Tuesday, June 1, 2010

The Telegraph uses three articles to say magazines have a ways to go on the iPad

Maybe they have a word limit over at the Telegraph, one of the U.K.'s leading newspapers, because Shane Richmond writes about the experience of reading magazines on the iPad and is forced into three short posts -- I suppose I'll cut him some slack and figure that he (like me) was writing on the go.

In his first post, Apple iPad magazine apps: bringing back the 1990s, Richmond calls efforts from Wired, Popular Science and others "gimmicky" and says they lack "real engagement". What I find strange about the comment is that most of these first efforts for the iPad are rather minimal. So if the magazines lack "engagement" would this be the fault of the app or iPad, or the fault of the magazine itself? How can a print magazine be more engaging that an exact electronic replica of it?
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The Telegraph's Shane Richmond prefers the reading experience on the iPad's browser to individual apps. Good thing, too, the Telegraph doesn't have an app on the iPad. →

Richmond's second post is even shorter, More on iPad magazines: the future is never now, in which is simply referring to this post from Oliver Reichenstein. But then Richmond seems to be coming around stating: "Despite two posts criticising magazine apps, I must say that I do think what’s been done so far shows promise. What I hope to do is temper some of the ‘woo-hoo! the media is saved’ enthusiasm that has been doing the rounds in recent weeks."

Richmond's third post, iPad magazines, part 3: The browser is often better, questions the need for individual apps. Want an answer, here it is: because an app is not a website.

A newspaper has one website, one URL; an app opens up infinite possibilities. An app can be audio/video only, it can be specialized, it can be general, it can be anything you want to be including an abject failure. But a website is one URL that serves the various needs of a publication, and had damn well better succeed at drawing in readers or it will be redesigned.

The New York Times can not dedicate its entire website to real estate, but it can (and has) dedicated an entire app to real estate. A website has to be accessible to everyone, an app has to be accessible only to the owners of the reading device.

Further, how do you read a magazine (or newspaper) online without an Internet connection? Many of the newest magazines apps are self-contained, or nearly so, allowing reading on the go. Then there is the Financial Times app, maybe the smartest media app yet, that allows you to download the latest version before going offline -- brilliant! as the Brits would say.

My guess is that the Telegraph's Richmond will soon begin to love the idea of apps -- it is what makes the iPhone and iPad tick. And if it appears that I'm picking on Mr. Richmond than that is not my intent. It should be remembered that the iPad has been available stateside for almost two months and many early critics of the device are coming around now that they have lived with it.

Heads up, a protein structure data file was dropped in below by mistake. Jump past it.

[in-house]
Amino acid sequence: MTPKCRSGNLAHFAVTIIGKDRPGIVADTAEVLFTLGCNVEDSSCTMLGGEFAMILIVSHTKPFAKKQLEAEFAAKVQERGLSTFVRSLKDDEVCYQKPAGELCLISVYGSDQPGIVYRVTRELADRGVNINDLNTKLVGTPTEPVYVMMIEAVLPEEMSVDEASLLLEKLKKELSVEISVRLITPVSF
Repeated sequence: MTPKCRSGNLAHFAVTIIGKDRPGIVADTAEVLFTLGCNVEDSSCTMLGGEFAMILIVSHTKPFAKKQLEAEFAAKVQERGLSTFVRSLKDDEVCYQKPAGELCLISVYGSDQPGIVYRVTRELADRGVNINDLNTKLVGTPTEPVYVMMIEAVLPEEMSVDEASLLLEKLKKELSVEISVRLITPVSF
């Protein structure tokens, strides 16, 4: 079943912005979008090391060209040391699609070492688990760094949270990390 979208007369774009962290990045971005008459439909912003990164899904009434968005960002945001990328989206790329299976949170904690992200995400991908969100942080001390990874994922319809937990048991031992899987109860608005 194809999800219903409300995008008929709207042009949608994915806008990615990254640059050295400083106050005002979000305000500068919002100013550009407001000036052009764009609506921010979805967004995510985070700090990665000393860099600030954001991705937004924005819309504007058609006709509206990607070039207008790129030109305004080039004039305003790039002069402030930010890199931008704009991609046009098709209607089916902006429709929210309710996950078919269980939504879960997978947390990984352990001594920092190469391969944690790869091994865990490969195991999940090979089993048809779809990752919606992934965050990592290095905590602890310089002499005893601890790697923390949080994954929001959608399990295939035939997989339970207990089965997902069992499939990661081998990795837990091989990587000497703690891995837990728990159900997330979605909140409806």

But the key for media is definitely apps -- whether individual apps, or app written by third parties like Zinio.  Apps will also be the secret weapon of Google TV. While the focus of many reporters is on searching television programming, Google eyes bringing the app experience to the flatscreen not only as a way of bringing in new content, but of capturing television advertising dollars -- and don't look now but here comes Apple, too.

The magazine (and newspaper) "app" is what will allow single title publishers to create empires. Assuming, of course, they stop being old school and adopt the development model of modern publishing.


Shane Richmond said...

Hi Douglas,

I enjoyed your post. I'm trying to keep an open mind about media apps but I'm not yet convinced even after spending time with Wired, Popular Science, Vanity Fair, Paris Match, BMW Magazine, Reuters, USA Today, NYT Editor's Choice and, well I could go on...

So far I think they lack the engagement that a printed magazine provides, engagement that draws you in through big layouts, pictures and text design that the eye can explore. The iPad screen, great though it is, is not large enough for that. Meanwhile they sacrifice the network effects that come from being part of the open web. However, there's no reason why apps can't do that: I'm writing this comment on my iPad in the NetNewsWire RSS app, rather than in a browser.

I think we'll see better stuff but I think it would be a mistake for publishers to look back to the old days of closed bundles of content. We can do so much more now...

(By the way - I wrote three posts because I came across the posts I mention over the course of a few days. I didn't set out to write three, it just ended up that way.)


Douglas Hebbard said...

Thanks for commenting, Shane. One thing for sure: your three posts were better written and edited than mine! To my horror I realized that my post appeared without proper editing.

Back to apps: one reason I think the app model is so important is because I believe we will find that tablet reading habits won't be the same as web reading habits. I believe tablet publishing will be much more like print than online has proved to be.

I look for great things to come out of Europe for the iPad and future tablets. American publishers are being very conservative at the moment.